Add about 1/3 of the flour/cocoa/salt mixture, and beat on low until well mixed. Add about ½ of the buttermilk, combine well, then repeat with another 1/3 of the flour/cocoa/salt mixture, the other half of the buttermilk, and then the final ½ of the flour/cocoa/salt mixture. Scrape down the sides of the bowl with a spatula, and beat on low until just combined.
In a small dish, add the baking soda and then stir in the vinegar with a small whisk. With the electric mixer on low, add the baking soda/vinegar mixture to the cake batter and beat for 10 seconds.
Divide the batter evenly among the 3 pans, and then place in the oven, two side-by-side on the top rack, and one on the bottom. Bake for 15 minutes, and then swap the pan positions in the oven, top to bottom. Bake for another 15 minutes, check for doneness with a cake tester, and if the center is still gooey, bake for another 5 minutes before removing from the oven.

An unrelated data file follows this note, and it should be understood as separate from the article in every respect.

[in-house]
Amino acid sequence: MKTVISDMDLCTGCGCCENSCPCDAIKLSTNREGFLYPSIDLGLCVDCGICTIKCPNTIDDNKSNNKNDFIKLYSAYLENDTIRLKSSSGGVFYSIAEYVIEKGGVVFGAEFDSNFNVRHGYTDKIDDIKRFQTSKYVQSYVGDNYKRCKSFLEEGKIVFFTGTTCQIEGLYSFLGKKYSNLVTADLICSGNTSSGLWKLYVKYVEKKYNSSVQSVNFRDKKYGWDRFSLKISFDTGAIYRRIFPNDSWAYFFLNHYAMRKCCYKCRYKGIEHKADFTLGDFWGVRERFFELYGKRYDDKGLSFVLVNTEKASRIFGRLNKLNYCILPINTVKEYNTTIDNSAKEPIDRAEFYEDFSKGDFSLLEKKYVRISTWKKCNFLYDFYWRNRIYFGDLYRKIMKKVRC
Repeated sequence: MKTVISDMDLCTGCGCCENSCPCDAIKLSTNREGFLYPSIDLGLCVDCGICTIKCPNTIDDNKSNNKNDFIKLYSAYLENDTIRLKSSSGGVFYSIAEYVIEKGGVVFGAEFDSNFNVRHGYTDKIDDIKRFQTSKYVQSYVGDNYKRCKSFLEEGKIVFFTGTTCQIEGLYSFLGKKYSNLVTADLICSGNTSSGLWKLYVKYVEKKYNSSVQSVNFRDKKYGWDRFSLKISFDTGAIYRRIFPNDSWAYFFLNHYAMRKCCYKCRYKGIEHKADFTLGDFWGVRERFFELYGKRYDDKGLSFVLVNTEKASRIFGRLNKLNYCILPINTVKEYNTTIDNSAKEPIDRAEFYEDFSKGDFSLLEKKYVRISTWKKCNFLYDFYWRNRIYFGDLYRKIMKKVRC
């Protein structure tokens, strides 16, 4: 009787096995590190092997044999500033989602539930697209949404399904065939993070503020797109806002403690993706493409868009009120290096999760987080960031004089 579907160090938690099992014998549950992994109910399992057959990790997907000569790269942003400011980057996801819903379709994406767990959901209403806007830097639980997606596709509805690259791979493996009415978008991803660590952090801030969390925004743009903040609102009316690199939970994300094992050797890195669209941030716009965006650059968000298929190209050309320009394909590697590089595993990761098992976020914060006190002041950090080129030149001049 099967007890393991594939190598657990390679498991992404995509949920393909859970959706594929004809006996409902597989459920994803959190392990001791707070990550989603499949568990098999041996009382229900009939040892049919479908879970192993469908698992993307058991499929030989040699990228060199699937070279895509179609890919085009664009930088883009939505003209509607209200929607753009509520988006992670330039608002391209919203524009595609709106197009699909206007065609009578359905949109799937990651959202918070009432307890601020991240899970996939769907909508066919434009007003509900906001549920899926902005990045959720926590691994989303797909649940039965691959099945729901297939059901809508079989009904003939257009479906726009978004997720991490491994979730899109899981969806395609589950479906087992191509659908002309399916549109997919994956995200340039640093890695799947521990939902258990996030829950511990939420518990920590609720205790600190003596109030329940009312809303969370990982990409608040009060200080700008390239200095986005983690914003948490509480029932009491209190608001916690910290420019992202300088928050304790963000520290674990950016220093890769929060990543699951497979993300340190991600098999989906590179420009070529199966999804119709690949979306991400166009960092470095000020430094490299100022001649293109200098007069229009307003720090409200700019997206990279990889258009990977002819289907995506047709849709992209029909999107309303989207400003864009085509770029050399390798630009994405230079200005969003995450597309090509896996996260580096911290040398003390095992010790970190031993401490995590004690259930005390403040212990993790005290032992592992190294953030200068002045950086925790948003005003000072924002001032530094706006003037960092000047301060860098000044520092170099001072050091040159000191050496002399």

Let cakes cool in the pans on a wire rack for 20 minutes. Carefully flip the cakes out of the pans, and allow them to cool fully before attempting to assemble and ice the cake.
While the cake is cooling, combine the cream cheese and butter in a large bowl. Using the electric mixer, beat on medium for about 2 minutes, or until the mixture is light and fluffy. Add the sugar, a little bit at a time, beating to combine between each addition. Add the vanilla and beat on medium briefly to fully combine.